The Session is picking up as we move towards the last day in which a bill must pass one chamber in order to be considered by the other. This year, that day will be the 3rd of March.
As the Chairman of Military Affairs, I am the leading the effort on several initiatives to save our military bases. One is to expand HOPE to Reserve and Georgia National Guard personnel, as well as to their military spouses. I am also sponsoring legislation that would allow School Choice for children living on a military base, as well as a pilot program grant that would supply school counselors to public schools that have a great number of military children. As we learned from my committee last year, positive K12 initiatives are the most critical components being considered by the Pentagon for the coming round of base closures.
I was pleased to have the very first bill that passed the House Education Committee this year. I’m working with the Department of Education and the Governor’s Office of Student Achievement to provide fiscal transparency to the $19 billion annual education dollars we are spending each year. I hope it receives a vote in the House next week.
So far, very few bills have been considered. The first big bill is a state-funded cancer insurance policy for Firefighters. A more expansive worker’s compensation bill was rejected by the Senate last year due to pressure from the City and County lobbyists. The “ask” this year was much more modest: a one-time $25,000 benefit for a diagnosis followed by 60 percent of their salary for three years. The cost is $4.2 million a year vice the $10.8 million last year. It passed the House with only one “no” vote.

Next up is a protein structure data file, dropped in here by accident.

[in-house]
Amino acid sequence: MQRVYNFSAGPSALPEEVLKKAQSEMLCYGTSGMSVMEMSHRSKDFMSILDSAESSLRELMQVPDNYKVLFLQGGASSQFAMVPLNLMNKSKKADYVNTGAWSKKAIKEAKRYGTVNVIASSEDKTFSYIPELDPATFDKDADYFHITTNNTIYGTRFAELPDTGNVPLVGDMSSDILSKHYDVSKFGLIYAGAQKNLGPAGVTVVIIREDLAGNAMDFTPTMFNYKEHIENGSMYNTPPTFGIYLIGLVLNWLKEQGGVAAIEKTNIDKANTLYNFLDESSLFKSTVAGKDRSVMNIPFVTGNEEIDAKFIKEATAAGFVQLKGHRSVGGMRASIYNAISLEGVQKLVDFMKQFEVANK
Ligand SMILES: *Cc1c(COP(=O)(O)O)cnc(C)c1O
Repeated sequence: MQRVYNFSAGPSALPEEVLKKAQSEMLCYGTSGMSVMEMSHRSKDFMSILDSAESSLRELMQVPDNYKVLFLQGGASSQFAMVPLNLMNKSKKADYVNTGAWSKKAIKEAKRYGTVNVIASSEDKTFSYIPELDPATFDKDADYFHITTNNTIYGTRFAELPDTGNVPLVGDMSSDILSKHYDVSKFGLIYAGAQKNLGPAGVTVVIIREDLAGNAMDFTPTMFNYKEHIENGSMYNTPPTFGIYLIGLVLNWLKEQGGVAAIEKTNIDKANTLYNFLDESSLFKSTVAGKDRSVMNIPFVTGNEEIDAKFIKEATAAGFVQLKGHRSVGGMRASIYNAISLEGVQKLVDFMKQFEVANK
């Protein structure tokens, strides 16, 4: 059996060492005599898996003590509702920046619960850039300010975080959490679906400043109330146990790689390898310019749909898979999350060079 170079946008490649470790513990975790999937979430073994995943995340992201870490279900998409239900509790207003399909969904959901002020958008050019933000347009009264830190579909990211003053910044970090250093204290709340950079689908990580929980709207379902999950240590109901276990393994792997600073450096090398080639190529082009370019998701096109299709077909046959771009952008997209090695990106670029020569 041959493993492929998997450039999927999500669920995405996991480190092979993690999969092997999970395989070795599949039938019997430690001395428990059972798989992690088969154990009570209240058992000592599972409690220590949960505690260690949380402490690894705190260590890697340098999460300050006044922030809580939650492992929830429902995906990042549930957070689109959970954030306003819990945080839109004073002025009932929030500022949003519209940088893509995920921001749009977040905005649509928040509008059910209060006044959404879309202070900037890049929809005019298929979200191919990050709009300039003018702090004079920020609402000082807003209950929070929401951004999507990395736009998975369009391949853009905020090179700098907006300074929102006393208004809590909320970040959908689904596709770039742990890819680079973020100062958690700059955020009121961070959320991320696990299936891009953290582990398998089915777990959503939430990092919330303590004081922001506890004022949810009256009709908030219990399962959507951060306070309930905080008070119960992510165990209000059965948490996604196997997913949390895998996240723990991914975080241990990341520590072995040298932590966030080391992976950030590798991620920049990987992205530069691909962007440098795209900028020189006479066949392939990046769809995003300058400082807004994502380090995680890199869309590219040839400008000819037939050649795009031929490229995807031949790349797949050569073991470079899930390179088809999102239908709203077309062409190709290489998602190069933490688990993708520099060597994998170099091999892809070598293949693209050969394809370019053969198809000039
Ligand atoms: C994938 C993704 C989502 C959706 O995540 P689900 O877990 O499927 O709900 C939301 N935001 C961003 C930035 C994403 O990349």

The second major bill was the recurring hospital provider fee. This is a complicated and misunderstood issue, but the long and short of it is that six years ago, at the request of the hospitals, Georgia agreed that if they collected $300 million from hospitals to be used for Medicare, the Feds would supply the state with an additional $600 million for Medicare. Because of this agreement with the Feds, the fee must be renewed every three years. It should be noted Georgia is most efficient state in the nation in Medicaid payments, and if we did not renew this agreement, we would have to come up with almost a billion dollars to make up for it. It should also be noted that many rural hospitals would be forced to close without this measure, which 49 other states currently have. It passed both the House and Senate with only a few “no” votes.
As I always try to share interesting facts, I wanted you to know that Georgia is now the 50th (the lowest) in per capita state tax burden in the entire nation according to a recent Georgia State University study. In terms of the local’s burden we are at the midway point at No. 25. If you combine the state and locals, we sit at 47th best (lowest) in the nation.
The study also found our per capita wealth grew 9.5 percent in Georgia, much better than the US average of 7.9 percent. However, we are still the ninth worst state for people living in poverty (the top 14 states are all in the South), a number which greatly affects our education scores which are about 35th (15th from the worst). Our per capita income of $40,000 per year is 40th in the nation (the US average is $47,000). So, while our income is going up very rapidly, we are still well below the national average and many of our poor neighbors (17 percent) are being left behind.
I hope you will continue to pray for me as I serve you under the Golden Dome. You can contact me at 706-372-4114 or email@example.com.
Dave Belton is a Republican from District 112, serving in the Georgia House of Representatives.